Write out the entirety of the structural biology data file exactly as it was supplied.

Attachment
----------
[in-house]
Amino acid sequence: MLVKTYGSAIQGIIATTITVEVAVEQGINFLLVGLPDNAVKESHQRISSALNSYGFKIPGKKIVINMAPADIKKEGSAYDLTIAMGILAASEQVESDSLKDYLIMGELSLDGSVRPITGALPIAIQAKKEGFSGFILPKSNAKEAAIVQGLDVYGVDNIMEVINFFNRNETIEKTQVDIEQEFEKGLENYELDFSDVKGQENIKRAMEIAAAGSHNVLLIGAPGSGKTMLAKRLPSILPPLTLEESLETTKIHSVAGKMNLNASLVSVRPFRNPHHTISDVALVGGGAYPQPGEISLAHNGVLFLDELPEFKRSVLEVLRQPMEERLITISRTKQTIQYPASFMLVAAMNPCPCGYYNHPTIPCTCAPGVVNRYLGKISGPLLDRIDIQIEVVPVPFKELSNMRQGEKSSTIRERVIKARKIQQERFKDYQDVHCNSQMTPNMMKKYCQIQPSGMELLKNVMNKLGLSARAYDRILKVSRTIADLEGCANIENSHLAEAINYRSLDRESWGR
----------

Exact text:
[in-house]
Amino acid sequence: MLVKTYGSAIQGIIATTITVEVAVEQGINFLLVGLPDNAVKESHQRISSALNSYGFKIPGKKIVINMAPADIKKEGSAYDLTIAMGILAASEQVESDSLKDYLIMGELSLDGSVRPITGALPIAIQAKKEGFSGFILPKSNAKEAAIVQGLDVYGVDNIMEVINFFNRNETIEKTQVDIEQEFEKGLENYELDFSDVKGQENIKRAMEIAAAGSHNVLLIGAPGSGKTMLAKRLPSILPPLTLEESLETTKIHSVAGKMNLNASLVSVRPFRNPHHTISDVALVGGGAYPQPGEISLAHNGVLFLDELPEFKRSVLEVLRQPMEERLITISRTKQTIQYPASFMLVAAMNPCPCGYYNHPTIPCTCAPGVVNRYLGKISGPLLDRIDIQIEVVPVPFKELSNMRQGEKSSTIRERVIKARKIQQERFKDYQDVHCNSQMTPNMMKKYCQIQPSGMELLKNVMNKLGLSARAYDRILKVSRTIADLEGCANIENSHLAEAINYRSLDRESWGR